With two glaring exceptions, public figures and media outlets generally rose to the challenge during the siege at Martin Place this week. Mike Baird and Tony Abbott spoke with calmness and compassion, careful not to inflame the situation or do anything to encourage bigoted and unjustified reactions. The media – especially the ABC, Nine, Seven and Sky News – reported the long hours of uncertainty, when very little was happening, with restraint, generally resisting the temptation to speculate in the absence of verified facts. While some false reports and rumours were broadcast, a sense of professional responsibility prevailed.
In a sensitive, ongoing situation like this one, when TV can be viewed by hostage-takers, it is important that broadcasts avoid detailing planned police operations or inflaming relations between perpetrators and captives. They must also do all they can to preserve the dignity and anonymity of the hostages. The TV channels, and radio presenter Ray Hadley (who was in phone contact with hostages), acceded to police requests not to broadcast statements made under duress by hostages, or to report all they knew about what was going on inside the cafe.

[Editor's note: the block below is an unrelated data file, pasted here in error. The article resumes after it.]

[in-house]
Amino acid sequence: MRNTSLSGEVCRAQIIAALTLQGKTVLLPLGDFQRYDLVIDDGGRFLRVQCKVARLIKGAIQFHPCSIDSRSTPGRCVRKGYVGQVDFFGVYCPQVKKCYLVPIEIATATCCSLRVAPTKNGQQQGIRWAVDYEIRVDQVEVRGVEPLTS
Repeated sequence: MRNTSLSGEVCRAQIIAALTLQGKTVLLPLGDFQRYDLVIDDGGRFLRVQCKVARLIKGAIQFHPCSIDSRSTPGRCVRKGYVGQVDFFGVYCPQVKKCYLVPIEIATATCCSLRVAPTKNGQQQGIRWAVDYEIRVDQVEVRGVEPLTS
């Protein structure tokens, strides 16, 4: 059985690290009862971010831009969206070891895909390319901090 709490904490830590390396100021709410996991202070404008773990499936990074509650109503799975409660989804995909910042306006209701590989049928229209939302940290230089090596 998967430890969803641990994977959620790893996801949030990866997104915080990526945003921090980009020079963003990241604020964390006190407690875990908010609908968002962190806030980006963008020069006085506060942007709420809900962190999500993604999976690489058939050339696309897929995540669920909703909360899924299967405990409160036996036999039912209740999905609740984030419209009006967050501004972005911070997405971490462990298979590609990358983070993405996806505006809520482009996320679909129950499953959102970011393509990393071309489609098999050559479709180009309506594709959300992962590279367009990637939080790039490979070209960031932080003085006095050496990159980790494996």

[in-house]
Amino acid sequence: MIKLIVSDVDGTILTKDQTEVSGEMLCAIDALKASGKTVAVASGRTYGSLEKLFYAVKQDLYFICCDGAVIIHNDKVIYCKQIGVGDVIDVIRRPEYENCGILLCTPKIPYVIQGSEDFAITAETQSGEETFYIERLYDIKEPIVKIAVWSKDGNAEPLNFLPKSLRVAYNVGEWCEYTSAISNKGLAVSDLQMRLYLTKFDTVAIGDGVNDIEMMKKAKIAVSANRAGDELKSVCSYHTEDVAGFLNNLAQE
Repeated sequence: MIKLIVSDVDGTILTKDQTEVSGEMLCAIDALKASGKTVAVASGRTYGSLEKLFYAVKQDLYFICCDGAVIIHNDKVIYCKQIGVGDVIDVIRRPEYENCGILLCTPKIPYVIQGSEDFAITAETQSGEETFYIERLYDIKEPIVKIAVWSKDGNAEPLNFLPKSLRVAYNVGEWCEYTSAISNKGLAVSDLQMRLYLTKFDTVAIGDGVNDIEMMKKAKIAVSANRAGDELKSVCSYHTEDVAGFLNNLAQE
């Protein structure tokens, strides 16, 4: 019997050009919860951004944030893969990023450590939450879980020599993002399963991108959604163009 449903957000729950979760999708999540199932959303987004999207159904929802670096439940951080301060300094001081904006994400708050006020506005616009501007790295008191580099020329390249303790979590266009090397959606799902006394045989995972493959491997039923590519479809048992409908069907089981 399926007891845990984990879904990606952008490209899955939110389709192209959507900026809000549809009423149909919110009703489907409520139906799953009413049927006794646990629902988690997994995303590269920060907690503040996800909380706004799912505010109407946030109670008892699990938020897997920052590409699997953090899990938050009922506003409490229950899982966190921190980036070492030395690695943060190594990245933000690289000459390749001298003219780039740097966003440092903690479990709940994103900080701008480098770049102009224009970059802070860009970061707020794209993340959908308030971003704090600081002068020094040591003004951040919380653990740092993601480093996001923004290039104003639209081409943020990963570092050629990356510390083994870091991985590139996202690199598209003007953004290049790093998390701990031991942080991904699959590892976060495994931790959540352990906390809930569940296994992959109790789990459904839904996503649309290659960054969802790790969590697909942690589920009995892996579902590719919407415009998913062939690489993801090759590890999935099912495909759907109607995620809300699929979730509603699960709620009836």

The first exception to this restrained coverage was the Daily Telegraph, whose special afternoon wraparound was headlined “Death cult CBD attack: IS takes 13 hostages in city cafe siege.” Desperate for sales and attention, the ailing tabloid seems to take the view that all publicity is good publicity. In this case, though, in addition to its manifest inaccuracies, the paper’s misplaced sensationalism jarred with the anxious and sombre public mood.
The other jarring intervention was a tweet the following morning from the paper’s owner, Rupert Murdoch. “AUST gets wake-call with Sydney terror,” announced the American mogul. “Only Daily Telegraph caught the bloody outcome at 2.00 am. Congrats.”
Murdoch saw a terrorist rather than a deranged individual, and on the basis of that hasty appraisal believed that Australia needed to wake up. What’s more, apparently oblivious to all the TV footage of the climax and the live online newspaper coverage (including that of his own paper, the Australian), he thought only his Sydney tabloid had caught the key action.